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Book Review: Autism and Asperger Syndrome

11 May 2010
By Dr Alex Dedman
Postdoctoral researcher in genetics, University College London
Appeared in BioNews 558

Autism and Asperger Syndrome

By Professor Simon Baron-Cohen

Published by Oxford University Press

ISBN-10: 019850490X , ISBN-13: 978-0198504900

Buy this book from Amazon UK

'Autism and Asperger Syndrome' by Professor Simon Baron-Cohen

Autism and Asperger Syndrome is a welcome update of its predecessor, the singularly named Autism which was first published by Simon Baron-Cohen in 1993. The expanded title of this new edition speaks volumes about just how far the field has moved forward since publication of the first book. As Professor Baron-Cohen points out in his acknowledgements, Asperger Syndrome was not even officially recognised as a diagnosable disease until 1994, yet in just two decades the prevalence of it and other autistic spectrum conditions has increased an estimated 25-fold. Today, as many as one per cent of all babies born will be diagnosed with an autism spectrum condition - enough to scare even the most rationally-minded reader. However, as is typical of his approach to the entire book, Baron-Cohen thoroughly and impartially outlines the potential reasons for this supposed leap in numbers, which it turns out are largely explained by changes in the diagnostic classifications and better recognition of the disease by health professionals.

This book is designed as an introduction and summary of autism and Asperger disorders for parents, teachers, clinicians and others who need to know. It starts with very useful example case descriptions of two children, one with 'classical' autism and one with Asperger Syndrome, which really highlights the similarities and differences between the two conditions. Baron-Cohen takes pains to show the boys' behaviours in a balanced light; both the disadvantages and advantages of their condition. This approach of addressing autism spectrum conditions in a relatively positive light where possible is a theme which runs throughout the book, and though he makes no bones about just how severe and disabling these conditions can be, Baron-Cohen often points out that even those with low-functioning autistic spectrum conditions can have abilities and talents which surpass those of the 'neurotypical' person.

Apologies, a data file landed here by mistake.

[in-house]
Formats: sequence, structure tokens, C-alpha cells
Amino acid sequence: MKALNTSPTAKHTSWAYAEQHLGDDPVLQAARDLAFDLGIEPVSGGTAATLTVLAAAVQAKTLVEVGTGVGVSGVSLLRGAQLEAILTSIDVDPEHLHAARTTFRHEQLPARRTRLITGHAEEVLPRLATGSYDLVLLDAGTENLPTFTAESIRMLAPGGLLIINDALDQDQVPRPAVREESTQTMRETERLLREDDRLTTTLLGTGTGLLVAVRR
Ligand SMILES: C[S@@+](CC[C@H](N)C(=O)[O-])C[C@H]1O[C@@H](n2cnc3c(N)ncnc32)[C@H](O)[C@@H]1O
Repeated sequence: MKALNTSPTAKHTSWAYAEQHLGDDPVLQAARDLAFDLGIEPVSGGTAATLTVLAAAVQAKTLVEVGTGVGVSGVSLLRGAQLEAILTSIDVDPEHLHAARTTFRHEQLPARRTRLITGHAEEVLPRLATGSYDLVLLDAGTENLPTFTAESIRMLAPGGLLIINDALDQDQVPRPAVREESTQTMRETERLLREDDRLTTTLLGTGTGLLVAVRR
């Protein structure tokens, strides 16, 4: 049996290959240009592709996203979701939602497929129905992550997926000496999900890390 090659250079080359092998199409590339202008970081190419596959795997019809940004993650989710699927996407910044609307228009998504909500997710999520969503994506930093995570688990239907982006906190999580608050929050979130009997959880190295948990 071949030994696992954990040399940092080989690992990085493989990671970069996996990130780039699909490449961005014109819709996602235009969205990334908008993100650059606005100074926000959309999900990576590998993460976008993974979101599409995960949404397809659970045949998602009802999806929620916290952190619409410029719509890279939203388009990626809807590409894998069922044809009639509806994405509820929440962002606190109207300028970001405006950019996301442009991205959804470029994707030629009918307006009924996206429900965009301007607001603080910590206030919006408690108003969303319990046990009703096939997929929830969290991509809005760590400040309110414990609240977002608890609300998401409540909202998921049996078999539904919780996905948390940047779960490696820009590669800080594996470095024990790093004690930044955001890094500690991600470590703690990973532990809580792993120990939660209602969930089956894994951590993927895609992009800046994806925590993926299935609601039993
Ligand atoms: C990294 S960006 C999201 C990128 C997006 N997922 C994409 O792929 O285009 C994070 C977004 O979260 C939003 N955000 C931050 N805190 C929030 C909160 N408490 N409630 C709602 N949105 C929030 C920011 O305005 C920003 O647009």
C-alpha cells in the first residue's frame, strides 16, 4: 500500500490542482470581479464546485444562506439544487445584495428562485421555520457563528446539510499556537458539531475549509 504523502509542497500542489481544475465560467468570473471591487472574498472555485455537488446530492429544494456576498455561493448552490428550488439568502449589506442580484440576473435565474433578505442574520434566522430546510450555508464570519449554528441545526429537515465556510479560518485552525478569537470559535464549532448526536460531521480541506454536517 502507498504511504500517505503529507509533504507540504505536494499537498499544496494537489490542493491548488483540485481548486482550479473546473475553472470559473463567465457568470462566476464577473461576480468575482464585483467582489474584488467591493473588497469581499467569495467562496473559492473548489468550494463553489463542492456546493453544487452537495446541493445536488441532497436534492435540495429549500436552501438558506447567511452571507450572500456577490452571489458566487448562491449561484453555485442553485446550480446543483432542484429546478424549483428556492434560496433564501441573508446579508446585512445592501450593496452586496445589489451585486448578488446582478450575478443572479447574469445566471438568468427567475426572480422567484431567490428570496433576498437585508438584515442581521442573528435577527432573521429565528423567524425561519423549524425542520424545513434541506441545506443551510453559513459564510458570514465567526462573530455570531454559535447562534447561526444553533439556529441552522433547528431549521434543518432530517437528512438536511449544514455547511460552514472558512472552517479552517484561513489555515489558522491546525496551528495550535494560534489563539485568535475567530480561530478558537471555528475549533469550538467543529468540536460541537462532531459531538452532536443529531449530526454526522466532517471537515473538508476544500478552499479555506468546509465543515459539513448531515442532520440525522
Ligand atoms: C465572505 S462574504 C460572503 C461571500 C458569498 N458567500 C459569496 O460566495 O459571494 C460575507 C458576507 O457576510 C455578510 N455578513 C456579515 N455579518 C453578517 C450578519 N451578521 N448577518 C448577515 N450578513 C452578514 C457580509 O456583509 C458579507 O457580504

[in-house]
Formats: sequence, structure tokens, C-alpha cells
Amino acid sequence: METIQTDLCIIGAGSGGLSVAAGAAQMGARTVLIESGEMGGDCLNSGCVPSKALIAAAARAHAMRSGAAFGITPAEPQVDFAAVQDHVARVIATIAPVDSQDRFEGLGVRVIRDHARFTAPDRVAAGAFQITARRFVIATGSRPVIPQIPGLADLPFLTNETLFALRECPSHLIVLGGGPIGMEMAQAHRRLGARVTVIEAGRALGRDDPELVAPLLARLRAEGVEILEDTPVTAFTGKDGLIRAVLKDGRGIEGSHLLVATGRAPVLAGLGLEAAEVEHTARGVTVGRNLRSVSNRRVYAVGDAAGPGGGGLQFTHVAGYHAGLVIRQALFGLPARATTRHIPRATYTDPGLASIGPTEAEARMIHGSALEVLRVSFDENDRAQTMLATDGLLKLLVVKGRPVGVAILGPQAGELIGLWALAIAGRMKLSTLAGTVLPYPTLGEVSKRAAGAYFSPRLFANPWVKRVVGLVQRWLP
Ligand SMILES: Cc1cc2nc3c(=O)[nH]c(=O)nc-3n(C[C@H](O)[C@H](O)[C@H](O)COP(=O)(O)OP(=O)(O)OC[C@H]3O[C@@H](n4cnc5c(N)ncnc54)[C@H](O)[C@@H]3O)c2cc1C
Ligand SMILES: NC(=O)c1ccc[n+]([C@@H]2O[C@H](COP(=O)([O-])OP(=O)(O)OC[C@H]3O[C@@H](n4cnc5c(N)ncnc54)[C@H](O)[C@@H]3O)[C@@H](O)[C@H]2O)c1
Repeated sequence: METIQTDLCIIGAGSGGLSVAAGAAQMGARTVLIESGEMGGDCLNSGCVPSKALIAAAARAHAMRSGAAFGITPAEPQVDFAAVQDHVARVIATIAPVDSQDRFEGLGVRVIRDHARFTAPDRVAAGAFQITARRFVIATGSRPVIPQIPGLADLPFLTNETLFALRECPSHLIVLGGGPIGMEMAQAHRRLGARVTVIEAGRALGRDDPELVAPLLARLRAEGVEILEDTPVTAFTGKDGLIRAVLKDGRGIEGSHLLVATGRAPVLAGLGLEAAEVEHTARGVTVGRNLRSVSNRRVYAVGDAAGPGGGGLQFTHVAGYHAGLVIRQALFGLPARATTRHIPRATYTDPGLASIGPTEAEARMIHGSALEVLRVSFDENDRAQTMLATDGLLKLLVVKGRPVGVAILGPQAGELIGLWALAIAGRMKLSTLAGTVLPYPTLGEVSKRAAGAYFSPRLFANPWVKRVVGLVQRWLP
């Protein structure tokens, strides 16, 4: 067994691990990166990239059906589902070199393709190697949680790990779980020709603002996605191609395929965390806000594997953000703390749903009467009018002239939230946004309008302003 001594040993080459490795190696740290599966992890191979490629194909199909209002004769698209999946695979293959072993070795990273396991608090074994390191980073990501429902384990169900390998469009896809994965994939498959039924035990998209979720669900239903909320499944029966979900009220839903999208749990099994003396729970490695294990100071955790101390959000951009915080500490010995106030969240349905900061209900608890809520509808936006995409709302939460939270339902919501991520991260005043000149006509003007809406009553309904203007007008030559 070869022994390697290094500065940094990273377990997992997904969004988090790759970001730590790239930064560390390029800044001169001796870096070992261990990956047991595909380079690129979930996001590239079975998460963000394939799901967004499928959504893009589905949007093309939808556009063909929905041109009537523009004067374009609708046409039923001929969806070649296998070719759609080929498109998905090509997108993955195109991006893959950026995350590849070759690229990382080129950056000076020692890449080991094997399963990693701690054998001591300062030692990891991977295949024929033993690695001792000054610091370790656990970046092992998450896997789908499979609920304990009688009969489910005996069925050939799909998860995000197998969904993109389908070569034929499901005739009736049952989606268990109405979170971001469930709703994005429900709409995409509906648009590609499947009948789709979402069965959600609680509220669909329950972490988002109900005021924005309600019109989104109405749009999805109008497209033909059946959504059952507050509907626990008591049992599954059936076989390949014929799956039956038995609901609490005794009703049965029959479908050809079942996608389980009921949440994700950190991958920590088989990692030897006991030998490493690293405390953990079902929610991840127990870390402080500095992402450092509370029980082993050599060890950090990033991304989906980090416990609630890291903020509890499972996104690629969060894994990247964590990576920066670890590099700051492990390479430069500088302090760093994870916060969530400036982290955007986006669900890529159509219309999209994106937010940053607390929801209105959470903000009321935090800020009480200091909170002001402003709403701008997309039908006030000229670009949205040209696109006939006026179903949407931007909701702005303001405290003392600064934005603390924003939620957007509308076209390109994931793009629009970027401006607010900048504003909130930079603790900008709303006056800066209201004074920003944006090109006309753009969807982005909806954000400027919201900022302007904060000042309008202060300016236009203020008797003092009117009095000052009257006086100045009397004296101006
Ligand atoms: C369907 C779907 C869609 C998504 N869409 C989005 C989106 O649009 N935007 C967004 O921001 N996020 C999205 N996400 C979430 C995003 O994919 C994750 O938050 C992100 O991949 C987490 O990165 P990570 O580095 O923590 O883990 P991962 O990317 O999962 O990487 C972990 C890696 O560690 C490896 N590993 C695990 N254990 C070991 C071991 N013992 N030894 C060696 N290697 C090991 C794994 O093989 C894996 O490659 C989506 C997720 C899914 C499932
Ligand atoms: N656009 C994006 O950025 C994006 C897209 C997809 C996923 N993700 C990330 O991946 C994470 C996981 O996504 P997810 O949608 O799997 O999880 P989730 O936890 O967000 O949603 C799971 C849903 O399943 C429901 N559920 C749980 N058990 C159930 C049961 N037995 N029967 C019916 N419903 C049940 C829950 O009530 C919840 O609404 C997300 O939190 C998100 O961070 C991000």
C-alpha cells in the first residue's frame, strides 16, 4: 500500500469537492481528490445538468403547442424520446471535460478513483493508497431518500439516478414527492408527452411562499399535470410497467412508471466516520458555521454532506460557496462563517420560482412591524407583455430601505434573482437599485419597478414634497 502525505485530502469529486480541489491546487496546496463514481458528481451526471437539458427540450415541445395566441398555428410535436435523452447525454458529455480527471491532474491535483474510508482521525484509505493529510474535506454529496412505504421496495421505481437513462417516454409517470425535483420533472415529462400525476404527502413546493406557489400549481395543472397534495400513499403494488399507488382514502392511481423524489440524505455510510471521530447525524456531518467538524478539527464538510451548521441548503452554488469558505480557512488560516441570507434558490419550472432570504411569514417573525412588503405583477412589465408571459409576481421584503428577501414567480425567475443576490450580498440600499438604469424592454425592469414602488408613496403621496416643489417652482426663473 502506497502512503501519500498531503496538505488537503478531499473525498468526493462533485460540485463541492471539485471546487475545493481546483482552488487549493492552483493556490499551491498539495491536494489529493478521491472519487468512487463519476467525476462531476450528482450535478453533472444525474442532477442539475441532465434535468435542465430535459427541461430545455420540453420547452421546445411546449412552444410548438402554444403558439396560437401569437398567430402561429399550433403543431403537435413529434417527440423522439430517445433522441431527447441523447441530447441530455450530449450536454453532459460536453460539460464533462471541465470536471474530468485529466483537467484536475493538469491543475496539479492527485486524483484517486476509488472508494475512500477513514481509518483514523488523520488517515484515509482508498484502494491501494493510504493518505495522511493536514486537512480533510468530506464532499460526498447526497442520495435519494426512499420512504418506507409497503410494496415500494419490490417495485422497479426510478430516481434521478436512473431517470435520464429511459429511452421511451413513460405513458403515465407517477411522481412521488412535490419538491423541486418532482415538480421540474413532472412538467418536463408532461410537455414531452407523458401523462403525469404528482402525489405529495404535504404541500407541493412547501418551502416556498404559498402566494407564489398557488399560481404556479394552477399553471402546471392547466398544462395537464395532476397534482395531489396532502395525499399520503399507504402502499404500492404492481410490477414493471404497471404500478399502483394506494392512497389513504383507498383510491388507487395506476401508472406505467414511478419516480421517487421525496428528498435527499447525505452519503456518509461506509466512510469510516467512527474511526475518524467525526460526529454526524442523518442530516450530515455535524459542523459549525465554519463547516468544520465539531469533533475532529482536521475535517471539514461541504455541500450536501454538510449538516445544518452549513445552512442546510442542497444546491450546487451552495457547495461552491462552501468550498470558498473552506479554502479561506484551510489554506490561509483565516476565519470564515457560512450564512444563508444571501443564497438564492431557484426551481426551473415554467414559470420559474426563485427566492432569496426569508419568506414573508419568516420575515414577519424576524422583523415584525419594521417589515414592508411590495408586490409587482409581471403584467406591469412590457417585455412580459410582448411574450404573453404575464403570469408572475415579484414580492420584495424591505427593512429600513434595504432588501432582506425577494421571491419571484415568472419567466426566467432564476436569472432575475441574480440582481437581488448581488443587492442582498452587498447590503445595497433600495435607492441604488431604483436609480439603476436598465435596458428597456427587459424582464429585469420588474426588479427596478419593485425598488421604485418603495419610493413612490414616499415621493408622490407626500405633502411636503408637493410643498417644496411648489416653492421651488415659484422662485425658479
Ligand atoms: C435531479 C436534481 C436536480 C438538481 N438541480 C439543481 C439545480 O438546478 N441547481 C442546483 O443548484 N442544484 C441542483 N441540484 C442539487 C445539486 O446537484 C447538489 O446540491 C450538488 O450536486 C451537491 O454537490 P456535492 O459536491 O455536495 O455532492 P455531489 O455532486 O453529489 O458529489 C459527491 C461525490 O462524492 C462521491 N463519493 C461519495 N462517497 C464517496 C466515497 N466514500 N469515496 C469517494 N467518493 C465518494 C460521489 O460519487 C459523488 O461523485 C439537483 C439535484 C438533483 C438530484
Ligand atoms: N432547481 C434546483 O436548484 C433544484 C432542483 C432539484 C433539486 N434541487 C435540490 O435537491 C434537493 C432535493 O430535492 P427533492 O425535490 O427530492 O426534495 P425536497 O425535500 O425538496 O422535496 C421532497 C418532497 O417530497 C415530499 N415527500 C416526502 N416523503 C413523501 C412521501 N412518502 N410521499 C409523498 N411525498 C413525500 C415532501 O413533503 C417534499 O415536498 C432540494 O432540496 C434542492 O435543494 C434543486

Throughout the ensuing chapters Baron-Cohen sets out to explain to the reader current theories, concepts, and supporting evidence for the causes and development of autism spectrum conditions. He also usefully outlines current thinking on the huge range of education, treatments and interventions available, and goes some way in explaining just how useful they have been shown to be, surely very relevant information for the parent of a newly-diagnosed child. There is also a detailed history of the study of the disease, and helpful mentions of now mostly discredited theories including those suggesting autism could be caused by parental neglect or the MMR (measles, mumps and rubella) vaccination. It is the inclusion of these old theories alongside the new which really shows how far research, diagnosis, and attitudes to autism spectrum conditions have come.

Baron-Cohen makes the interesting point that although autism in on the increase, greater recognition and diagnosis of the disease could be seen as a good thing, as it allows more people access the services they need, and the more people who are recognised as needing these services, the more funding they will receive. In helping to remove the stigma and taboo surrounding diagnosis of autism spectrum conditions Baron-Cohen again reveals his passion and compassion for people who suffer from these conditions.